Front-Runner's Eligibility For Heisman Scrutinized College football's top individual honor, the Heisman Trophy, will be awarded Saturday. The front-runner is Auburn quarterback Cam Newton, whose father was investigated after reports that he'd tried to shop his son to the highest-bidding school. Guest host Audie Cornish speaks with sports columnist and ESPN commentator Kevin Blackistone about why the NCAA cleared Newton and what implications that could have on the Heisman race.

Front-Runner's Eligibility For Heisman Scrutinized

Front-Runner's Eligibility For Heisman Scrutinized

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College football's top individual honor, the Heisman Trophy, will be awarded Saturday. The front-runner is Auburn quarterback Cam Newton, whose father was investigated after reports that he'd tried to shop his son to the highest-bidding school. Guest host Audie Cornish speaks with sports columnist and ESPN commentator Kevin Blackistone about why the NCAA cleared Newton and what implications that could have on the Heisman race.

AUDIE CORNISH, host:

We'll go now from the AK-47 to the shotgun.

Unidentified Announcer #1: Deep in the middle, got a man open - touchdown!

(Soundbite of cheering)

CORNISH: The Heisman Trophy will be awarded tonight, and almost every sportswriter agrees that the front-runner for the award this year is Auburn quarterback Cam Newton. The man has moves that can make broadcasters sound silly.

Unidentified Announcer #1: Newton - look at that little move. Look at that second move. Look at that!

Unidentified Announcer #2: I think "look at that" is enough.

CORNISH: But while Cam Newton's athleticism can't be questioned, his eligibility for the Heisman was scrutinized. The NCAA recently investigated whether Newton's father tried to sell his son's services to the highest bidder. Amateur athletes are forbidden from accepting money for playing sports, but the NCAA cleared Cam Newton of the charges.

Sports columnist Kevin Blackistone writes for AOL Fan House, and he's a regular panelist on ESPN's "Around the Horn."

Kevin, welcome back to the show.

Mr. KEVIN BLACKISTONE (AOL Fan House, Panelist, "Around the Horn"): Thank you very much, Audie.

CORNISH: So is the Heisman a foregone conclusion? I mean, is Cam Newton like, so far ahead of whoever's number two that no controversy can derail him?

Mr. BLACKISTONE: I'm certainly sure of that at this point. On Thursday night, he swept the other major awards for the college football season, so I would be surprised if he did not win the Heisman. However, there will still be some controversy surrounding his award, simply because there are a number of sportswriters who have said that they will not vote for Mr. Newton simply because of all the allegations swirling around his father and his recruitment to Mississippi State before he got to Auburn.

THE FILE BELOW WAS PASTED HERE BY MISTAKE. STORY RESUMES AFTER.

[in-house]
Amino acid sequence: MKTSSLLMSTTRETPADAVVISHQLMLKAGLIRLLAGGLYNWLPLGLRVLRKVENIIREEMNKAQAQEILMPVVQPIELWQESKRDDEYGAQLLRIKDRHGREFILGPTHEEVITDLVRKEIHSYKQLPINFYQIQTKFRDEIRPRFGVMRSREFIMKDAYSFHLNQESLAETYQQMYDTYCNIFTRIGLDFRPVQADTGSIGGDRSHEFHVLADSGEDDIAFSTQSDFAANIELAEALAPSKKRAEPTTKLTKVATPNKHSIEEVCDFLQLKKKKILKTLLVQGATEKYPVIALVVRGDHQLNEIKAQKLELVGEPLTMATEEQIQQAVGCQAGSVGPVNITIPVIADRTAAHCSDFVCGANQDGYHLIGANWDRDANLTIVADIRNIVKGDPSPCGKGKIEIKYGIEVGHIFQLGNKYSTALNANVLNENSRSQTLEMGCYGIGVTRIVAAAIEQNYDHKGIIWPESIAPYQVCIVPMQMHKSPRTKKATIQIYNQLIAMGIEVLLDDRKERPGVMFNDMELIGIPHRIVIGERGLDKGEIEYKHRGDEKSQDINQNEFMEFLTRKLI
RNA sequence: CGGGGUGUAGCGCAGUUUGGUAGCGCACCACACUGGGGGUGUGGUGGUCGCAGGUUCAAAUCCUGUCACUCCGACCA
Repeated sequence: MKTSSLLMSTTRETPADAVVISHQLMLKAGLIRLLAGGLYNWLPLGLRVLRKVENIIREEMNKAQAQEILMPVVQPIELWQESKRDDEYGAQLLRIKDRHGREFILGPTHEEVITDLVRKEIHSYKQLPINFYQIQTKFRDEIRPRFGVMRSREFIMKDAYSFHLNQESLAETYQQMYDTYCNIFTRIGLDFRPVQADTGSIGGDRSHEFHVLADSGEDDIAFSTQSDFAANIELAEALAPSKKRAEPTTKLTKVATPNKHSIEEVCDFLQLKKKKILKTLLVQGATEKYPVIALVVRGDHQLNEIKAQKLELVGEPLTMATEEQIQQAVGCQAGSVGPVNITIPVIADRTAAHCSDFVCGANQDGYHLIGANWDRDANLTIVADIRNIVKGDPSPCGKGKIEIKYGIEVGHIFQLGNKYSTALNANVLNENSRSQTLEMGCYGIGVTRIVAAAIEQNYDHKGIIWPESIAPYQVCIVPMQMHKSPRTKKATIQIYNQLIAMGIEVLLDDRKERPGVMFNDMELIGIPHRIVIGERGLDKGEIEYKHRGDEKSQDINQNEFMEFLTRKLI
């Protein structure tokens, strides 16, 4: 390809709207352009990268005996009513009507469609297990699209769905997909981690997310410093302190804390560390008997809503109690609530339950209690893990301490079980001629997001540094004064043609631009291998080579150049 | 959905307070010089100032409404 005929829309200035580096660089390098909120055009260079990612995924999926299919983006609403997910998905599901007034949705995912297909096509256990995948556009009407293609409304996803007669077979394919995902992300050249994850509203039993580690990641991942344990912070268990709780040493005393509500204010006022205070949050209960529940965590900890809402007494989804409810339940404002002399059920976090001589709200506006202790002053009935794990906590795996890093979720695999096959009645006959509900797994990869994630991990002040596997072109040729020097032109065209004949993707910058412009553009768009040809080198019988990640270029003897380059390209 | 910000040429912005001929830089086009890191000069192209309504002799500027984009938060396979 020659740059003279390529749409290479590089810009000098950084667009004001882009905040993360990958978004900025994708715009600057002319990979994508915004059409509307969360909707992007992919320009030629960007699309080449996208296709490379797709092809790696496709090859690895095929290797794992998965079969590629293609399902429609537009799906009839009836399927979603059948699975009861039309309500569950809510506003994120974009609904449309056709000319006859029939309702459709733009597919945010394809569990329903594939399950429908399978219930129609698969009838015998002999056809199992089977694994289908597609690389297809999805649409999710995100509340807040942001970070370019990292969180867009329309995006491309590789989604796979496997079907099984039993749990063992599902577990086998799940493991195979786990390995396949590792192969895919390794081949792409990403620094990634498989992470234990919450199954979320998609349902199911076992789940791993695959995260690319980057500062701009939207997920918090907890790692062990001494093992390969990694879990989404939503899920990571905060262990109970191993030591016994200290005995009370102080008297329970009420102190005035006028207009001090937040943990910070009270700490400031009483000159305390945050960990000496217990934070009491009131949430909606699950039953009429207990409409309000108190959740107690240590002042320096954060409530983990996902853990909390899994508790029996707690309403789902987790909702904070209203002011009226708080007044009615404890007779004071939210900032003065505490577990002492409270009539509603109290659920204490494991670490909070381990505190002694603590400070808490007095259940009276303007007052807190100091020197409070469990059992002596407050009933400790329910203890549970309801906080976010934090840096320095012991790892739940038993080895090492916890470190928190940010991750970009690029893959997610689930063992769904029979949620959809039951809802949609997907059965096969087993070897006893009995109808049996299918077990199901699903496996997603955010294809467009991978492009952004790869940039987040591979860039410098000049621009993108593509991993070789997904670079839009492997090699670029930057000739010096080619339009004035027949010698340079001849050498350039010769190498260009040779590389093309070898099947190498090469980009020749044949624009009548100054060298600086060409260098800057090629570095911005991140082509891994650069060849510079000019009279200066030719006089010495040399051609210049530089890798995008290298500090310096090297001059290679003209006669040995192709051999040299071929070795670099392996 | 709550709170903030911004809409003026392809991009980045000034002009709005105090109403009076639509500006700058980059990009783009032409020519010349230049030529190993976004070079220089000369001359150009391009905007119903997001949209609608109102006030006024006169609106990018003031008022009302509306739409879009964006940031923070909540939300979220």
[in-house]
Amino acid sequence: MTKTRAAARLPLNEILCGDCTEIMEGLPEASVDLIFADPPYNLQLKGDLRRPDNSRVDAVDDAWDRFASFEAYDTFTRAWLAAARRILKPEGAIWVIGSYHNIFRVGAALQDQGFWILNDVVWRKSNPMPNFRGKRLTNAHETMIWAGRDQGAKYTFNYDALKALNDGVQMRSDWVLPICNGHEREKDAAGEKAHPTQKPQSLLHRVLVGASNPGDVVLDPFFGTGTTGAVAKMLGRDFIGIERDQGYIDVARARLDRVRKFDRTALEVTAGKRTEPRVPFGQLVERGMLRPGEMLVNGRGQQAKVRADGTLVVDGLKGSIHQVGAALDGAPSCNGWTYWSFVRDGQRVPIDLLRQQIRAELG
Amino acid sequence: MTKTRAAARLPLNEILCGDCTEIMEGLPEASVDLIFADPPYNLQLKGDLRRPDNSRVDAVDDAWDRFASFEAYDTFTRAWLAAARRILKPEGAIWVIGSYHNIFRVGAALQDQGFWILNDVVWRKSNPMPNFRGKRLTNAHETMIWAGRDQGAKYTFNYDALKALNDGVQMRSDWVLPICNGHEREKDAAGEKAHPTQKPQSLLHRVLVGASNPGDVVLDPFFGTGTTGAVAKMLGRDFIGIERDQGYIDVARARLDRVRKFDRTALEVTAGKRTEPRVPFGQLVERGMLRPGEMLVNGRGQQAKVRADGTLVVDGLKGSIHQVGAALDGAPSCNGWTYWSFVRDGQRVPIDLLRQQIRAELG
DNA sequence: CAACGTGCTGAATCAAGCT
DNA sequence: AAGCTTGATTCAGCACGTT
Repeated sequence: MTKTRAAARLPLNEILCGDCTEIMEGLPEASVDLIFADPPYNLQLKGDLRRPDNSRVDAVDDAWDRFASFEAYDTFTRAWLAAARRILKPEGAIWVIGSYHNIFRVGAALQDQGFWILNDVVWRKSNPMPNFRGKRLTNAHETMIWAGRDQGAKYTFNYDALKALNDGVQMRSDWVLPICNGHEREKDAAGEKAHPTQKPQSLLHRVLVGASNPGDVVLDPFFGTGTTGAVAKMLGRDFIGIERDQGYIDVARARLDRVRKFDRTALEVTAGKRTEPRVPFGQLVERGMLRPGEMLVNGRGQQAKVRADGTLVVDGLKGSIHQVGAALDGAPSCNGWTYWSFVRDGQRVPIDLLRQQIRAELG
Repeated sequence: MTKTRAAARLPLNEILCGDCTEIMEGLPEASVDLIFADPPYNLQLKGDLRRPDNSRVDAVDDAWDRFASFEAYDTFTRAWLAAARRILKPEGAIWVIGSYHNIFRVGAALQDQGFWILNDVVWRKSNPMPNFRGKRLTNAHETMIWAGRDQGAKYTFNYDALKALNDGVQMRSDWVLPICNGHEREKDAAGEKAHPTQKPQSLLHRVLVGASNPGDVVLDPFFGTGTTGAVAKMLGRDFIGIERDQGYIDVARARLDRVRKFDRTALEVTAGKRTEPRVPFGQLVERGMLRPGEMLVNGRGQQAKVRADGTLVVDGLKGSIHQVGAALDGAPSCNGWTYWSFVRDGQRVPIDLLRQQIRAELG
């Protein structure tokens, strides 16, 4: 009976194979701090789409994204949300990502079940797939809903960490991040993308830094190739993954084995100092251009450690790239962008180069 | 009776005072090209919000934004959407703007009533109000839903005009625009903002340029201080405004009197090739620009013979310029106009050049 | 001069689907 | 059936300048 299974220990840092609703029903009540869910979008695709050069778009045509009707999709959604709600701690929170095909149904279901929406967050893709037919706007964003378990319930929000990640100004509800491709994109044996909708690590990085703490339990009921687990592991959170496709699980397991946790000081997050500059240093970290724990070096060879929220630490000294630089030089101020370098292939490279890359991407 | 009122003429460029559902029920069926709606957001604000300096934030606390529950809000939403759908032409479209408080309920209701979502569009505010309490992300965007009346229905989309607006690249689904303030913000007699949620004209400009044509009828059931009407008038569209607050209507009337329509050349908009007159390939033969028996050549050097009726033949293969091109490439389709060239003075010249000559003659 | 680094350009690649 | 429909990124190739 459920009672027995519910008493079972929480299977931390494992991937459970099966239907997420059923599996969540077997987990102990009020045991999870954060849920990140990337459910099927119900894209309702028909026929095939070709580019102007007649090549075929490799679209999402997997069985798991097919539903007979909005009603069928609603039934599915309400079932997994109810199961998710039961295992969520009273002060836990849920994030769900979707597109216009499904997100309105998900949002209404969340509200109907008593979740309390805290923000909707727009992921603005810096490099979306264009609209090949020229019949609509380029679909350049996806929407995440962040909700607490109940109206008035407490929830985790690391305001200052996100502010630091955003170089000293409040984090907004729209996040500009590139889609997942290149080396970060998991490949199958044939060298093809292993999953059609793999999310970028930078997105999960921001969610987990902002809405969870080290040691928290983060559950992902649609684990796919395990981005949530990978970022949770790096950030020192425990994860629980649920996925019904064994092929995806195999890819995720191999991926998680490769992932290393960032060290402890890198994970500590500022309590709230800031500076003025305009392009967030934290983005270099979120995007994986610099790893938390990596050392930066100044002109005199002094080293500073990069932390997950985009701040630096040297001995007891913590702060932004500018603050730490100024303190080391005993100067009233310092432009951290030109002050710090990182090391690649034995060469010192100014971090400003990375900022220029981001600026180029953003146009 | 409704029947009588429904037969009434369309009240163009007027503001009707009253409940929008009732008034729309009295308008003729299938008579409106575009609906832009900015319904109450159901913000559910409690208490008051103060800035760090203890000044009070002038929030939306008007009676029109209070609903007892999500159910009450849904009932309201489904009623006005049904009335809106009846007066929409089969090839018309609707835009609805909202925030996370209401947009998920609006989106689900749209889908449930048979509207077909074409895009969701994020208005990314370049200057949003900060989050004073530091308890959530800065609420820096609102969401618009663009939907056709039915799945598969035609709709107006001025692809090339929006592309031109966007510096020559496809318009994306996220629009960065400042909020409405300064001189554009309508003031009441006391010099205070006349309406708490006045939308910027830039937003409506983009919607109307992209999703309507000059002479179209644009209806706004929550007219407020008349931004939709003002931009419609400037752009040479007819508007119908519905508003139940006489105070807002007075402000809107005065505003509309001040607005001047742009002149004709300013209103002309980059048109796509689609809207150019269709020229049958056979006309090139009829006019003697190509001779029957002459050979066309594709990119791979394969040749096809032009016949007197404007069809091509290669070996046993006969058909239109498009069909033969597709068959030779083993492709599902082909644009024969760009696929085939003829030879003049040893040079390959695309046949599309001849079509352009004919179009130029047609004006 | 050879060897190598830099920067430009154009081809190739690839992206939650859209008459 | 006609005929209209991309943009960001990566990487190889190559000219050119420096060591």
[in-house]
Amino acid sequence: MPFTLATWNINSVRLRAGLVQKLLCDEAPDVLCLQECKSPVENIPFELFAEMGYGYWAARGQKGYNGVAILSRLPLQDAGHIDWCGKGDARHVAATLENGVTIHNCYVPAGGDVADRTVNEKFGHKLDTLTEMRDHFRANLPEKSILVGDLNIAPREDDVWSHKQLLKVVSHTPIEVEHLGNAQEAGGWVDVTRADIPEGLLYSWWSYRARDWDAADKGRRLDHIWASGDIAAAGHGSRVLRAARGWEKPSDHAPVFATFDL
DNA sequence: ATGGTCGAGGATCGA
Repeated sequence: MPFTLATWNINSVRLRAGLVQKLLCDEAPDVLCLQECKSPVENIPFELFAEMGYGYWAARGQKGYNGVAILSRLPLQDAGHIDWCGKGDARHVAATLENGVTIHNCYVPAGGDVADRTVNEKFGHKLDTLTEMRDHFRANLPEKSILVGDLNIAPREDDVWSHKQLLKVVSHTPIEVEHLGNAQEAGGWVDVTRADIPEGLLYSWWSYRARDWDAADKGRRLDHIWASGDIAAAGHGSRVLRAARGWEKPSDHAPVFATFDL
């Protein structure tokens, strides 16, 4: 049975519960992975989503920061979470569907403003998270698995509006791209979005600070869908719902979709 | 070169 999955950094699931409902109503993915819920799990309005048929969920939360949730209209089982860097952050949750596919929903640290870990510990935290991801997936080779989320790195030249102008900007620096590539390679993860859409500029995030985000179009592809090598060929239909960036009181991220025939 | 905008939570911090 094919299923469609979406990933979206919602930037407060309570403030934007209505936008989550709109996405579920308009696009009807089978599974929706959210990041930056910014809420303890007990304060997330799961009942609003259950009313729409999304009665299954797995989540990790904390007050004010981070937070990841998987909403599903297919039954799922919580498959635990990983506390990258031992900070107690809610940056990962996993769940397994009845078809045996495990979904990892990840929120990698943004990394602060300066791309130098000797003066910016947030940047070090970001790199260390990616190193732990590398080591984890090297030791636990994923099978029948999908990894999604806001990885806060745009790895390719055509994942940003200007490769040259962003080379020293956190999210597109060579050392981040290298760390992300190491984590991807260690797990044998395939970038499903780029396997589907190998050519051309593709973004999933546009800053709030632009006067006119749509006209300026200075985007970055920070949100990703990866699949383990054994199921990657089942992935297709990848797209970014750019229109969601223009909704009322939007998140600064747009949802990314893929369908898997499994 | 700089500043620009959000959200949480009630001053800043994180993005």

CORNISH: Yeah, I want to - let's get into the controversy some more. I'm going to try and give the nickel version. You can tell me if I'm getting it right here. So Cam Newton's dad told Mississippi State that Cam would transfer there if it paid him something in the six-figure range.

Mr. BLACKISTONE: Right.

CORNISH: Mississippi State refused; Cam Newton signs with Auburn. The Heisman Trust says Cam Newton is eligible for the award tonight because there's no evidence that he knew what his father was doing, OK.

Mr. BLACKISTONE: Exactly.

CORNISH: So you've actually written that you don't think Cam Newton was at fault, even if he knew...

Mr. BLACKISTONE: Exactly.

CORNISH: ...even if he knew.

Mr. BLACKISTONE: Well, I just think the whole system has become pretty ludicrous. I mean, here is an institution, Auburn University, that's going to take a $17 million check for playing in the national championship game next month. His coach is going to earn anywhere from - oh, I guess, three to three-and-a-half million dollars a year for coaching him. And still, we hold these players up to this amateur ideal that doesn't exist anyplace else in college football.

It's a multibillion-dollar industry, and yet we pretend as if these players shouldn't be or are not a part of this. And in fact, they have to maintain some type of amateur status while everybody else around them is making money. And I just think that the entire system needs to be cleaned up. And I'm tiring of blaming the players every time they take a couple extra $10,000 for something they do for this university.

CORNISH: At the same time, I looked at the comments section after your column, and people were brutal. People said. wrong is wrong; this is unbelievable; this is greedy. There are some people out there who still believe in this ideal.

Mr. BLACKISTONE: Yeah. And I just think it's a bad marriage now. You know, at one time, amateurism and college athletics was understandable. But now, when you have institutions trying to raise funds through their athletic departments and then we treat the proletariat - the student-athletes - as amateurs and don't allow them to get anything more than room, tuition and board, I think it's time to consider a better way to treat student-athletes who bring in so much revenue to universities.

CORNISH: Kevin Blackistone writes about sports for AOL Fan House, and he teaches sports journalism at the University of Maryland.

Kevin, thanks so much.

Mr. BLACKISTONE: My pleasure.

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